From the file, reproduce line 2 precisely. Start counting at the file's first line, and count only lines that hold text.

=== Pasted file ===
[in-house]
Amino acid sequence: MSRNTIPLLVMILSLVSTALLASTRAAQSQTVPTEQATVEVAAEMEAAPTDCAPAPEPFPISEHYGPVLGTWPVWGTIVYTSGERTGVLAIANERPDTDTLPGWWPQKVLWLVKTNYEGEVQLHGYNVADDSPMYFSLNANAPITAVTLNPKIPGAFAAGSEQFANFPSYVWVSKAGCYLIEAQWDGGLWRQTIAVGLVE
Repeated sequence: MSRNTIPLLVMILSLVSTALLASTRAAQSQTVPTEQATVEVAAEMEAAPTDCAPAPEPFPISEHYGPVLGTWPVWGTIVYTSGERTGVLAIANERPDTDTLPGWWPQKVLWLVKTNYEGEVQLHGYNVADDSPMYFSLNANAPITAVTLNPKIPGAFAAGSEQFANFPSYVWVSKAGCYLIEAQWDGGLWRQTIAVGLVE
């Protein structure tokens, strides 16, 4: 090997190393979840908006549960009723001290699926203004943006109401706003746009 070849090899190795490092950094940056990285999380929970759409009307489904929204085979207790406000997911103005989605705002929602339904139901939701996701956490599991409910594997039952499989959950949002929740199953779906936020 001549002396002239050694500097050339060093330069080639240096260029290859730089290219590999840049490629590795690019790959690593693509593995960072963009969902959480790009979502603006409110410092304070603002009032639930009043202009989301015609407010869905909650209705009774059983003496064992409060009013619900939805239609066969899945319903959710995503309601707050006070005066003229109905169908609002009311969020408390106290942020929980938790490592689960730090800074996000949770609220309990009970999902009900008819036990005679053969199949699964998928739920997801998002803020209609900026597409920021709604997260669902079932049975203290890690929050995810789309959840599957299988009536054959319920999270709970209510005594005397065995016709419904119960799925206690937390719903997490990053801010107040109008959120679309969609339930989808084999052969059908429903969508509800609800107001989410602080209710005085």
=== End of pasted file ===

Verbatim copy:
Amino acid sequence: MSRNTIPLLVMILSLVSTALLASTRAAQSQTVPTEQATVEVAAEMEAAPTDCAPAPEPFPISEHYGPVLGTWPVWGTIVYTSGERTGVLAIANERPDTDTLPGWWPQKVLWLVKTNYEGEVQLHGYNVADDSPMYFSLNANAPITAVTLNPKIPGAFAAGSEQFANFPSYVWVSKAGCYLIEAQWDGGLWRQTIAVGLVE